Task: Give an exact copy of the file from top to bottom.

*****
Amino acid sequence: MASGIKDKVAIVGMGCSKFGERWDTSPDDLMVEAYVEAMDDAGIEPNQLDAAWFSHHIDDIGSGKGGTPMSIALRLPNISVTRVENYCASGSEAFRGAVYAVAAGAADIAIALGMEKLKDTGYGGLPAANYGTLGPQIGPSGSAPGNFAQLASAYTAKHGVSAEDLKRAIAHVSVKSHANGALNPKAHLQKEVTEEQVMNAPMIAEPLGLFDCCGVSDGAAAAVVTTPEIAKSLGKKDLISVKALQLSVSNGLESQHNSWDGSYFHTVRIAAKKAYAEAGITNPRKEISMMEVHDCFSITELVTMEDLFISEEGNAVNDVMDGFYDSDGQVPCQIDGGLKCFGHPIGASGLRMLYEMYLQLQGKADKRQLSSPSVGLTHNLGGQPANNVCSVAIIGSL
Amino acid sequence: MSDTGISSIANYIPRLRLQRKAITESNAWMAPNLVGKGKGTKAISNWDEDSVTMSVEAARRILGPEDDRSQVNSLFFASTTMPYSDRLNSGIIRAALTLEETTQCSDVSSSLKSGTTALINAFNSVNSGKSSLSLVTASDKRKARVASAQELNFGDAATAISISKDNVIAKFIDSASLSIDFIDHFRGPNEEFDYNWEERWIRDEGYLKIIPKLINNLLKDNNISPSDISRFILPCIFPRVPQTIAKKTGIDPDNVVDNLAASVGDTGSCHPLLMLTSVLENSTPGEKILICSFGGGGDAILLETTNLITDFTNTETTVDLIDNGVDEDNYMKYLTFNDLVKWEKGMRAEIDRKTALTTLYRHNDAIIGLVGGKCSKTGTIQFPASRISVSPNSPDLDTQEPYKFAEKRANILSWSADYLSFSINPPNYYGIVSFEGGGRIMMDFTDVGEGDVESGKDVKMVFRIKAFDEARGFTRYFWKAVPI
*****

Amino acid sequence: MASGIKDKVAIVGMGCSKFGERWDTSPDDLMVEAYVEAMDDAGIEPNQLDAAWFSHHIDDIGSGKGGTPMSIALRLPNISVTRVENYCASGSEAFRGAVYAVAAGAADIAIALGMEKLKDTGYGGLPAANYGTLGPQIGPSGSAPGNFAQLASAYTAKHGVSAEDLKRAIAHVSVKSHANGALNPKAHLQKEVTEEQVMNAPMIAEPLGLFDCCGVSDGAAAAVVTTPEIAKSLGKKDLISVKALQLSVSNGLESQHNSWDGSYFHTVRIAAKKAYAEAGITNPRKEISMMEVHDCFSITELVTMEDLFISEEGNAVNDVMDGFYDSDGQVPCQIDGGLKCFGHPIGASGLRMLYEMYLQLQGKADKRQLSSPSVGLTHNLGGQPANNVCSVAIIGSL
Amino acid sequence: MSDTGISSIANYIPRLRLQRKAITESNAWMAPNLVGKGKGTKAISNWDEDSVTMSVEAARRILGPEDDRSQVNSLFFASTTMPYSDRLNSGIIRAALTLEETTQCSDVSSSLKSGTTALINAFNSVNSGKSSLSLVTASDKRKARVASAQELNFGDAATAISISKDNVIAKFIDSASLSIDFIDHFRGPNEEFDYNWEERWIRDEGYLKIIPKLINNLLKDNNISPSDISRFILPCIFPRVPQTIAKKTGIDPDNVVDNLAASVGDTGSCHPLLMLTSVLENSTPGEKILICSFGGGGDAILLETTNLITDFTNTETTVDLIDNGVDEDNYMKYLTFNDLVKWEKGMRAEIDRKTALTTLYRHNDAIIGLVGGKCSKTGTIQFPASRISVSPNSPDLDTQEPYKFAEKRANILSWSADYLSFSINPPNYYGIVSFEGGGRIMMDFTDVGEGDVESGKDVKMVFRIKAFDEARGFTRYFWKAVPI